FBI and CISA warn over threats to satellite communications networks

US cybersecurity agency tells SATCOM operators and customers to harden networks amid NSA investigation into Viasat outage in Europe.

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The Cybersecurity and Infrastructure Security Agency (CISA) and the Federal Bureau of Investigation (FBI) has warned satellite communications network providers to beef up security. 

The CISA and FBI on Thursday said in a joint advisory that they are "aware of possible threats" to U.S. and international satellite communication (SATCOM) networks.   

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"Successful intrusions into SATCOM networks could create additional risk for SATCOM network customer environments," the agencies note.

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The advisory contains mitigation actions for both SATCOM operators and their customers to take amid US and European investigations into a major outage affecting Viasat's internet service for fixed broadband customers in Ukraine and elsewhere on its European KA-SAT satellite network. 

The outage started on February 28, soon after the start of Russia's invasion of Ukraine. The same day German energy firm Enercon reported remote communications to 5,800 wind turbines was down due to a satellite outage.    

Reuters on March 11 reported that the National Security Agency, France's cybersecurity agency ANSSI, and Ukrainian intelligence were investigating an attack that disrupted Ukraine broadband satellite access that coincided with Russia's invasion.

As part of CISA's Shields Up initiative, the agencies are calling on SATCOM operators and their customers to "significantly lower their threshold for reporting and sharing indications of malicious cyber activity."

CISA launched Shields Up in February and cited US fears that sanctions against Russia heightened the risk of cyberattacks on US critical infrastructure and organizations. 

The agencies are recommending SATCOM operators review the security of communications to and from end-user terminals, and to review the Office of the Director of National Intelligence's February report, which details Russia's anti-satellite technologies, including directed energy weapons, for jamming civilian and military satellite GPS and communication services.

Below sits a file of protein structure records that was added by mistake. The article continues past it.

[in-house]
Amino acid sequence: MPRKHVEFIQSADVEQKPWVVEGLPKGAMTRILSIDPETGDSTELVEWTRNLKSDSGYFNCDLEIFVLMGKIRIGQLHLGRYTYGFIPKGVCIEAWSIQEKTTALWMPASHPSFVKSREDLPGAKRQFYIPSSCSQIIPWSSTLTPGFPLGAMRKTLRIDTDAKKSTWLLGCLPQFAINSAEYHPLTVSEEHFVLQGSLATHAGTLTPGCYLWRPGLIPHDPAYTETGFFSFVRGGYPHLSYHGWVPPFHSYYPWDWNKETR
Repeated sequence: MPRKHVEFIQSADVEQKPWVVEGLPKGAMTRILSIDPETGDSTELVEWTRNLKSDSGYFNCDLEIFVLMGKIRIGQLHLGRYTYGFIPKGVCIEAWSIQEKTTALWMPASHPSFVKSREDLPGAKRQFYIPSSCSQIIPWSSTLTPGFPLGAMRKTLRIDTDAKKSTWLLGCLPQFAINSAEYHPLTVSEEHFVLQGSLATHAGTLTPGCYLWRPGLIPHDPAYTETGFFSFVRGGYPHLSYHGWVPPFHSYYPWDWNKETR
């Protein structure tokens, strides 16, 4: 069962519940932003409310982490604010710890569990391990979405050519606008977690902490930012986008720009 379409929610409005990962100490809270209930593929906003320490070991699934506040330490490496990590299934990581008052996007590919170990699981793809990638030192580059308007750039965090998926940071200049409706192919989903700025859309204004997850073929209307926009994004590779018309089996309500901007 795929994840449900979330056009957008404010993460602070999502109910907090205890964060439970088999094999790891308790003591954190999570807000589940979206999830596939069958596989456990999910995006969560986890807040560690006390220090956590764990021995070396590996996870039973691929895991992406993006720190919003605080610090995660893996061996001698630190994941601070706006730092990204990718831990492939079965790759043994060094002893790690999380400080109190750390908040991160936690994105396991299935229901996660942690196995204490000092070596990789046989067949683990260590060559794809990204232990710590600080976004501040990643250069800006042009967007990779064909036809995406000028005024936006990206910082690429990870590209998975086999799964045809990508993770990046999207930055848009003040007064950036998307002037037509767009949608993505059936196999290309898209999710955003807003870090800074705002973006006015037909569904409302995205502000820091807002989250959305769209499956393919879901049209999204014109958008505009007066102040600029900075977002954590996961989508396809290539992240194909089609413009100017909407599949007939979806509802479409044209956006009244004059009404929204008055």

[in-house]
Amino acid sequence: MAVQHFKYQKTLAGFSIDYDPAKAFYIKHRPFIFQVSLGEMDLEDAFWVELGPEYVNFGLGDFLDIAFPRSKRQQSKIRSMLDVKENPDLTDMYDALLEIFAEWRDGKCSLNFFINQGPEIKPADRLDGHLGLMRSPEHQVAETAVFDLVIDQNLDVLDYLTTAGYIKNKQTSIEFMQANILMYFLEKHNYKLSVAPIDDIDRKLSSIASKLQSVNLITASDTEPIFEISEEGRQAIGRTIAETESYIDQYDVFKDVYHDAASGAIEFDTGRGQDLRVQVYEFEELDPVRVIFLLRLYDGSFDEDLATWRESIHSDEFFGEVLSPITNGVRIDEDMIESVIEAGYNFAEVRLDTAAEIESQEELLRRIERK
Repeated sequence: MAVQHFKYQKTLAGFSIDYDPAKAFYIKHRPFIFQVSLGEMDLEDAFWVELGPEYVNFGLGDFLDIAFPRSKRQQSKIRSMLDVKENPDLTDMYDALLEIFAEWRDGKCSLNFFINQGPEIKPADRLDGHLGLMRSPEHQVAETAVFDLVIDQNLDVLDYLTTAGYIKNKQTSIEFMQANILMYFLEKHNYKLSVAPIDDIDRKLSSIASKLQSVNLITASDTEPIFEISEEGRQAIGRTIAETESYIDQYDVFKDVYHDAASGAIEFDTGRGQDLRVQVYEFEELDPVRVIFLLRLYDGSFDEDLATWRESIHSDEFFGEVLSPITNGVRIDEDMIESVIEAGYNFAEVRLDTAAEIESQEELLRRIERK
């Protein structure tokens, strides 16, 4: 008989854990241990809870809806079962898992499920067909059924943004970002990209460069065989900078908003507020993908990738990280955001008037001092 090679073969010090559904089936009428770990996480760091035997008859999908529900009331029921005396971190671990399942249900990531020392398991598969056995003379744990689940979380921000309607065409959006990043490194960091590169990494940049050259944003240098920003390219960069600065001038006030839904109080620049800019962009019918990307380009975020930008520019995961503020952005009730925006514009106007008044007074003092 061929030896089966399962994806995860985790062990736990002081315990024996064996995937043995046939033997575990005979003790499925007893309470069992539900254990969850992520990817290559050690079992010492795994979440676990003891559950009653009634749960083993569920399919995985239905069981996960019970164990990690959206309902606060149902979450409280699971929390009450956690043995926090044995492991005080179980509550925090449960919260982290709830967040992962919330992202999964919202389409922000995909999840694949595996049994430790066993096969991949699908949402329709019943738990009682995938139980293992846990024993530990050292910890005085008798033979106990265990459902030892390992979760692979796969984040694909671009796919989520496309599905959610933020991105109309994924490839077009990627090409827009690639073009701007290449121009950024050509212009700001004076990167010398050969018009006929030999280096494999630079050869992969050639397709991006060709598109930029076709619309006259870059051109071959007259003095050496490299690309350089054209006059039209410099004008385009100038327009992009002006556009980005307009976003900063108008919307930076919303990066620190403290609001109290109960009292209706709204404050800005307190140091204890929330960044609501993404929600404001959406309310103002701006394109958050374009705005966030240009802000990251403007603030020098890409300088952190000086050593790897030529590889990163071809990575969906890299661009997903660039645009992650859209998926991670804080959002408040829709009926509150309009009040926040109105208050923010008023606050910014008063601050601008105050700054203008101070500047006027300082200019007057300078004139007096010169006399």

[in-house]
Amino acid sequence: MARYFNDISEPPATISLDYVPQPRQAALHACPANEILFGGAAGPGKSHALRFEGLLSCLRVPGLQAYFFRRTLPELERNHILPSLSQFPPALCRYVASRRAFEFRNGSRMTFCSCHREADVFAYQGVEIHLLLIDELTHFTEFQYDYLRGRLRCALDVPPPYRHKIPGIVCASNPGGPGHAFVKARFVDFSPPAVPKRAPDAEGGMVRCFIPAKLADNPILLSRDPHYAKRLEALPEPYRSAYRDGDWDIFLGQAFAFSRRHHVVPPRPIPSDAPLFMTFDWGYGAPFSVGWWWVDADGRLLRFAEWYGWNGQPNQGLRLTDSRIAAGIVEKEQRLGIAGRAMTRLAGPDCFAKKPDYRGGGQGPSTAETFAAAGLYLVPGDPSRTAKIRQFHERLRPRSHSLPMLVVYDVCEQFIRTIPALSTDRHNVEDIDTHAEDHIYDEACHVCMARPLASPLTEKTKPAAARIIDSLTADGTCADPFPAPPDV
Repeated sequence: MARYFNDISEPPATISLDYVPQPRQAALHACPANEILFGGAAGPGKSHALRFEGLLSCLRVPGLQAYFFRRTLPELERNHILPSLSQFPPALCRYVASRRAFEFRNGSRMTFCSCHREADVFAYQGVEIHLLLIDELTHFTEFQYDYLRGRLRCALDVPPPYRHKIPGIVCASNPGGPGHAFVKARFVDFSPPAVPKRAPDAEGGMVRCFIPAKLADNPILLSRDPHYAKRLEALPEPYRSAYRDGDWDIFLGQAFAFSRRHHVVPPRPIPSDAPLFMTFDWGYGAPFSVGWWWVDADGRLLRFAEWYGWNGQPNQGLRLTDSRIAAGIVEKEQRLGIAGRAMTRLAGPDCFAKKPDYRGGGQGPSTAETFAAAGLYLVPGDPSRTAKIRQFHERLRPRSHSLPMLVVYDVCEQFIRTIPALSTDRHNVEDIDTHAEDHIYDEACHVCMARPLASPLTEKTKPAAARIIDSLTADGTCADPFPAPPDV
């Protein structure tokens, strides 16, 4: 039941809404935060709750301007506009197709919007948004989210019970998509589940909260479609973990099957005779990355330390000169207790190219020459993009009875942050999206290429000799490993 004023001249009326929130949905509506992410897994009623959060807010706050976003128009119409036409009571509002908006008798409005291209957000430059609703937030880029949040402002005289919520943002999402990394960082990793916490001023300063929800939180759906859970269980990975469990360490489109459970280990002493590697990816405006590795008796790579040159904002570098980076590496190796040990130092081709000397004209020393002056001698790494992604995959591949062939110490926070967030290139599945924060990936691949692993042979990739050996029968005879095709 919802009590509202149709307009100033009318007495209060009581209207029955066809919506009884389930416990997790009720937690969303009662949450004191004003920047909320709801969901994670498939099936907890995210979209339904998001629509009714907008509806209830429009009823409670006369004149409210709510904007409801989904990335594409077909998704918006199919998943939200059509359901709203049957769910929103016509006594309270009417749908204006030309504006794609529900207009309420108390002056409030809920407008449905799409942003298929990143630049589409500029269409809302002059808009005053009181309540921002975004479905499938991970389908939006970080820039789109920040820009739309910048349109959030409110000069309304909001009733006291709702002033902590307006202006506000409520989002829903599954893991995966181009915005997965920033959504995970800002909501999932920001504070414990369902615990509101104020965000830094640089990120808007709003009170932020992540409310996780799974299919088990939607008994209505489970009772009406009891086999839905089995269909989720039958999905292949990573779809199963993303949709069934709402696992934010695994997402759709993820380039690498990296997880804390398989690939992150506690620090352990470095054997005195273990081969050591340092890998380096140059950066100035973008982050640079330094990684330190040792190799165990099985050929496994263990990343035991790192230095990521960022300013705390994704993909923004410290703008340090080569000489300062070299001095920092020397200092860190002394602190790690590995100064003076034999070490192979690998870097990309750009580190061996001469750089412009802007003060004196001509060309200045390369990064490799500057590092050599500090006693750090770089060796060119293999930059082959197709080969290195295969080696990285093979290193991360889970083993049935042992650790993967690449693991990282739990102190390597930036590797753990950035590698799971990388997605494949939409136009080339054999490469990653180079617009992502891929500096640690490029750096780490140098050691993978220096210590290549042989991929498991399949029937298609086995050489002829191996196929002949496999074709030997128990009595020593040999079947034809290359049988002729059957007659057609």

Notably, CISA also warns customers to review IT supply relationships and the NSA's January 2022 recommendations for protecting very small-aperture terminal (VSAT) networks.  

The NSA told CNN this week that it's "aware of reports of a potential cyber-attack that disconnected thousands of very small-aperture terminals that receive data to and from a satellite network." 

Viasat told CNN the "partial outage" was caused by a "deliberate, isolated and external cyber event" and added that the network was now "stabilized". 

However, Netblocks on Wednesday reported that Viasat's KA-SAT network remained "heavily impacted" 18 days after the outages began.

Among many other recommendations CISA suggests SATCOM providers consider:

  • Using secure methods for authentication, including multi-factor authentication where possible for all accounts used to access, manage, and/or administer networks. 
  • Using and enforcing strong, complex passwords. Review password policies to ensure they align with the latest NIST guidelines. Do not use default credentials or weak passwords. Audit accounts and credentials: remove terminated or unnecessary accounts; change expired credentials.
  • Enforcing principle of least privilege through authorization policies.
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